He had seen the mo­ment when Marta fell and Anansi made an­gel wings with her arms. Of all the Blyth­ney chil­dren, Douai, the el­dest, was the only one who un­der­stood what could have hap­pened in that mo­ment. Marta could have dis­ap­peared en­tirely un­der the brown sur­face. Anansi had seen it too and she had pre­vented it. He un­der­stood that, and the fact set up some in­vis­i­ble cord be­tween them. It did not, never could, re­solve ev­ery rea­son that he hated her. But it made him give her jus­tice at that mo­ment.

Gra­nia was sob­bing hys­ter­i­cally now. ‘Some­one come! We’re go­ing to die!’ Her lit­tle boat, hard aground, was a firm enough an­chor for the boys’ dinghy to stay steady.

Mark glanced at Douai. ‘D’you think

I ought to go and shut her up? It was boy lan­guage, the only trans­la­tion he could find for the process of com­fort­ing his sis­ter.

‘Yeah,’ said Douai. He was even paler than usual, more pinched, his lips stiff. The last

Libby Purves’ first sail­ing ex­pe­ri­ence was in a ‘dis­as­trously tippy’ dinghy on the River Blythe in Suf­folk. She has been a Yacht­ing Monthly colum­nist for many years and has also been a ra­dio pre­sen­ter, jour­nal­ist and nov­el­ist. She is mar­ried to broad­caster, au­thor and sailor Paul Heiney.

thing he wanted was for Gra­nia to run into the mud in some kind of il­log­i­cal fe­male panic. ‘Good idea. Can you get on to the hard bit?’

‘Mm,’ said Mark, and pulled the Laser in un­til its bow grated on shin­gle. He stepped out into the knee-deep wa­ter and waded up to the Mir­ror. Then he climbed in and, self­con­scious but de­ter­mined, put an arm around his sis­ter.

When he dropped the rope, Douai’s boat drifted back and caught the wind. He hauled the main­sail and, let­ting the jib flap with a fusil­lade of noise, coasted along the is­land un­til he was near enough to shout to Anansi. She was still by the wood­pile, drag­ging a long plank out and glanc­ing up ev­ery few sec­onds at the im­mo­bile Marta. ‘I’m com­ing ashore,’ he shouted. ‘I’ll help.’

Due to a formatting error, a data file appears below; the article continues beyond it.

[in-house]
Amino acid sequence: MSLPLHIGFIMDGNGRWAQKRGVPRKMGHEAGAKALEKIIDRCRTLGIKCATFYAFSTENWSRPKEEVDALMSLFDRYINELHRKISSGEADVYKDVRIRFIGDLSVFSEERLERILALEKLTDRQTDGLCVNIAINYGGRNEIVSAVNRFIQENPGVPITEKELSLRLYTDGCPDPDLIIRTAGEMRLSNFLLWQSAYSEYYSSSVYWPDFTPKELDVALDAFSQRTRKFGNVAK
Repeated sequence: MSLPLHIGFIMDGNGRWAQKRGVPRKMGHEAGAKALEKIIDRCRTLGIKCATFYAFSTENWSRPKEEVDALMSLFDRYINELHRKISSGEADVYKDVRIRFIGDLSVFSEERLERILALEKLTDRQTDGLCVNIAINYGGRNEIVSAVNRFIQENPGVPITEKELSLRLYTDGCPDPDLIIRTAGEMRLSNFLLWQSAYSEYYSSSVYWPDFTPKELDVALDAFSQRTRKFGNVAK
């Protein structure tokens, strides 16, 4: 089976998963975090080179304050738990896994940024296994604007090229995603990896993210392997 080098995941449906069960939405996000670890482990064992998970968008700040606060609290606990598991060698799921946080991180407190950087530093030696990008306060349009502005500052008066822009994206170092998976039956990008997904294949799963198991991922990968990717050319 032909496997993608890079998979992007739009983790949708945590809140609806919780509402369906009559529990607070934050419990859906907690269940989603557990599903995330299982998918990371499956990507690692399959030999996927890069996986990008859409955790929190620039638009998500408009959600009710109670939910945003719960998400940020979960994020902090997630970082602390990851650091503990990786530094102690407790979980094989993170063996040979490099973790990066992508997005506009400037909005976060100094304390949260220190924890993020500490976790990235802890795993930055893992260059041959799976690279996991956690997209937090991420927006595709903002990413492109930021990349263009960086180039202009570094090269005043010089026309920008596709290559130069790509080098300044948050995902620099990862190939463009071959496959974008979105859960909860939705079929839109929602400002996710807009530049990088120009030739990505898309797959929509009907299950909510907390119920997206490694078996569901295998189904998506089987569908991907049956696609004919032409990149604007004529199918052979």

Anansi straight­ened. ‘No!’ she said sharply. Then, see­ing his face, ‘Please, no. Sail back. Get help. Grownups. Quick. I got some­thing to hold her up, for a bit.’

‘I could stay,’ shouted Douai. ‘You could sail for help. In your boat. You’re nearly as quick.’ Even in the cri­sis, it cost him some­thing to say it.

‘No,’ said Anansi. ‘You’re bet­ter. Faster.’ That, too, cost some­thing.

Douai swiv­elled his boat; the river chan­nel was so shal­low, his board hit the mud and he had to bounce the boat off.

‘A grown-up,’ said Anansi, ‘would be tall enough to stand in that mud, Harry says. A tall grown up.’ Then, turn­ing back to her wood­pile, she added, ‘Good luck.’

Douai barely heard. With all his con­cen­tra­tion and the blessed new shift of the wind, he was fly­ing up­stream, both sail lines in one hand and sit­ting far out on the side of his boat. As Mark watched, arm round his trem­bling sis­ter, he thought for a ter­ri­ble mo­ment that a gust was go­ing to top­ple the Laser, but Douai threw him­self back­ward, hik­ing out with all his strength, legs straight, and the boat came back level, picked up speed and be­gan to plane. Mark re­turned his at­ten­tion to Gra­nia.

‘It’ll be okay,’ he said gruffly. ‘Look, I want to go and help Marta now.’ But Gra­nia sobbed, and clung, with the rain run­ning down her tear­ful face, and said, ‘Don’t leave me. I’ll die. I’ll fall in the mud.’

Mark tried to prise her fin­gers from his jumper, failed and looked help­lessly at Anansi who had dragged a wide plank from the heap and was try­ing to ma­noeu­vre it down the bank to the mud beach.